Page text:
At Harvard, Intellectualism is the New Hood to Hide Behind
I don’t know exactly when it became socially unacceptable to harbor racist beliefs, but I know that — at least up north — we’ve been here for a while. Because prejudging a person based solely on the color of their skin is so out of fashion, people who have racist thoughts usually try to hide them from the public view of polite society.
People with controversial views about race don’t want to hide, of course. They think that if they could just explain their point, openly and honestly, everybody would agree with them. Hell, some of these people even think that the minorities they’re insulting would agree with them if minorities could just be honest with themselves. The hubris is astounding. But it’s why the right loves a guy like Clarence Thomas. He’s a walking, talking confirmation that anybody can harbor racist beliefs, if they just try hard enough.There are some people who believe that from behind the veil of ignorance, most black people would end up like Clayton Bixby.
But like I said, it’s impolite to openly espouse racist beliefs. And so society has provided a new, hi-tech method of expressing these thoughts, while still giving people the cover they need in order to function in society: the question.
Now you might think that only a lunatic like Glenn Beck would try to hide racism in “I’m just asking questions” rhetoric and think he’s getting away with it. But you’d be wrong. Last week, this method of racial insult made it all the way to Harvard Law School…
Last week, an email containing a manifestly racist question — intended for the private consumption of a few friends — went public. Then it went viral. We picked it up on Above the Law. The email garnered national attention because the it was sent by an educated and accomplished Harvard Law student. Here’s the pertinent part of the email:
I absolutely do not rule out the possibility that African Americans are, on average, genetically predisposed to be less intelligent. I could also obviously be convinced that by controlling for the right variables, we would see that they are, in fact, as intelligent as white people under the same circumstances. The fact is, some things are genetic. African Americans tend to have darker skin. Irish people are more likely to have red hair. (Now on to the more controversial:) Women tend to perform less well in math due at least in part to prenatal levels of testosterone, which also account for variations in mathematics performance within genders. This suggests to me that some part of intelligence is genetic, just like identical twins raised apart tend to have very similar IQs and just like I think my babies will be geniuses and beautiful individuals whether I raise them or give them to an orphanage in Nigeria. I don’t think it is that controversial of an opinion to say I think it is at least possible that African Americans are less intelligent on a genetic level.
I’m not even going to begin to get into the substance of this question. You can’t academically debate a question where every single premise is flawed and poorly (or flat out incorrectly) defined. If you really think that it is “possible” that African-Americans are less intelligent on a genetic level than any other race, I sincerely urge you to help yourself to a science book. Please come up with working definitions of “intelligence,” “genetics,” and the difference between “red hair,” red herrings, and human intellectual capacity. Then tell me who the hell you’re talking about when you say African-Americans. I’ll not waste my time arguing with people who won’t even put forth the effort to understand basic evolutionary biology, yet want me to take a CAT Scan to satisfy their curiosity.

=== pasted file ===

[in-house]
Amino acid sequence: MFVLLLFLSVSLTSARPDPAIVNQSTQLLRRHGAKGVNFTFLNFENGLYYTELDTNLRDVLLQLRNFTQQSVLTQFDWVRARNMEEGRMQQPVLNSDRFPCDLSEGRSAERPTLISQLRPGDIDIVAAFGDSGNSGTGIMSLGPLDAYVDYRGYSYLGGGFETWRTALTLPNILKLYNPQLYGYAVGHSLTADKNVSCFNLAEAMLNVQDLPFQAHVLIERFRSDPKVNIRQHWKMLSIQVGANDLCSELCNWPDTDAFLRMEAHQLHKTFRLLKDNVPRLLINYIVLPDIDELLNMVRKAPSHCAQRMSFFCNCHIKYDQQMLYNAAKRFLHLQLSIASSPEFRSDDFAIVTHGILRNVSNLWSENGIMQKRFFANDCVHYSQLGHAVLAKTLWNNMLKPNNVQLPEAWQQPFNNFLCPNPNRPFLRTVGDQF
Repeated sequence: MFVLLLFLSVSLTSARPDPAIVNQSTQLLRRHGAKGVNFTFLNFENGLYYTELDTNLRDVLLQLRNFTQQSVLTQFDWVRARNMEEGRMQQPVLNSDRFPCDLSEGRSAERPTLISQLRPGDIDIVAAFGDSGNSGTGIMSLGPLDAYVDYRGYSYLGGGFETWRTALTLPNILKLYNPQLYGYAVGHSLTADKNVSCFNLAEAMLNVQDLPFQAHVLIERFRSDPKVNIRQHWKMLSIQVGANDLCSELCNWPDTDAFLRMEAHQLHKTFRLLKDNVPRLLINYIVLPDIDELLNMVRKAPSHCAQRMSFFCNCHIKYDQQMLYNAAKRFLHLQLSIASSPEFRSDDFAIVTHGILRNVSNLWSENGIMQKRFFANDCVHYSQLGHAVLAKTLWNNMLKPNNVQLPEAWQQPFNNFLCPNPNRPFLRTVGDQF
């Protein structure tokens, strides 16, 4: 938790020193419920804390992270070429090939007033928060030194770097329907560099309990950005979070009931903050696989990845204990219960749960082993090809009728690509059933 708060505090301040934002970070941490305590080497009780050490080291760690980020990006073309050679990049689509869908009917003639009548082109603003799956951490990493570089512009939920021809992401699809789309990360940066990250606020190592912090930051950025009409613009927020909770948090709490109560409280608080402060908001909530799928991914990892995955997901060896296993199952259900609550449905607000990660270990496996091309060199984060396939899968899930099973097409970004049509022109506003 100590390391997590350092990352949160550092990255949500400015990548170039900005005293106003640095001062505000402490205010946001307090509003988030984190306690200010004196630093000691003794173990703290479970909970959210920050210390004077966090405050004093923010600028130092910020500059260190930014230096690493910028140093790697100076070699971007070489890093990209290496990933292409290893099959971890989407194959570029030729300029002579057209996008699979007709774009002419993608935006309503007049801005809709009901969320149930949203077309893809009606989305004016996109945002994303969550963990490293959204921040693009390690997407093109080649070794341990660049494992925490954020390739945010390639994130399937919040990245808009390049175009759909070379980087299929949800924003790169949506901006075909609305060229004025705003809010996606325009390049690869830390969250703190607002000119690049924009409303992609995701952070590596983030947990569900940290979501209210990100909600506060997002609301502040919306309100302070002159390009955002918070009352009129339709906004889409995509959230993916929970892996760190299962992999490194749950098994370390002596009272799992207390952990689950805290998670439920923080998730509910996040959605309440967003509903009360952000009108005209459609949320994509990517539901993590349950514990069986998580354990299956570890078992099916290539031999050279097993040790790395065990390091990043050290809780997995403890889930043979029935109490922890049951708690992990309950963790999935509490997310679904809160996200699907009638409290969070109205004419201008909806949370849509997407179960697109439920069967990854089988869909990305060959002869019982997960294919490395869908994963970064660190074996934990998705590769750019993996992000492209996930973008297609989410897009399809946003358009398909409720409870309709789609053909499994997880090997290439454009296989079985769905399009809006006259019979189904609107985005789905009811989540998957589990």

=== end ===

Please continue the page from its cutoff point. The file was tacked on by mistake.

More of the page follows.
I will deal with the coverage of this story. After Above the Law ran the email, the story was picked up by Gawker, the Boston Globe, the National Review, the Huffington Post, and simply every legal blog I can think of. The debate has centered around not the substance of the email (because again, the actual suggestion proffered in it is absurd — does this person have any idea how long it takes for evolution to act upon an organ like the brain?) but on whether asking the question is itself racist.
Many commentators said that the question was “not racist” and therefore appropriate in an academic setting. Eugene Volokh, a professor at UCLA and a legal scholar that I respect (though often disagree with) said this:
One should not rule out possibilities in the absence of conclusive evidence, for the simple reason that one then has no factual basis to rule out those possibilities…
Now some claims may be so contrary to our current understanding of the world that we might say something like this: We shouldn’t rule out the possibility in principle, but in practice the probability is so vanishingly small that we should exclude it from our analysis. That, for instance, might be one’s view about claims that werewolves exist. First, it’s just hard to imagine, given current science, what possible mechanism there might be that would turn humans into wolves every full moon. Second, one would think that if werewolves existed, we’d have good evidence of them, since proving their existence would be pretty easy.
But we still know very little about which genes produce intelligence, how exactly those genes operate, and even how intelligence can be defined. We obviously have vastly more left to learn about this.
My own managing editor, David Lat, whom I’ve worked closely with for almost two years now, offered a similar opinion:
Let me play devil’s advocate for a second…. If we accept “race” as a biological concept — which I realize is questionable, becoming diluted through intermarriage, etc. — is it really so insane to suggest that some races might, ON AVERAGE, possess certain qualities to a greater or lesser degree than other races?
For example, would it be racist to say that, ON AVERAGE, African-Americans are taller than Asian-Americans? Or that Caucasians are more likely to have blond hair than Asian-Americans? Or is the issue that we don’t think intelligence is at all tied to genetics?
via Above the Law
Many people supported these viewpoints. In an Above the Law poll, 57% of respondents said that the initial email was not racist.
It’s disappointing that so many people think it’s possible that something as basic as human intellectual capacity can be influenced by something as fleeting as skin color. It’s disappointing that so many people want to believe it’s a fair question for academic inquiry. It’s disappointing that so many people are waiting for science to prove a negative, and simply won’t “rule anything out” until it does.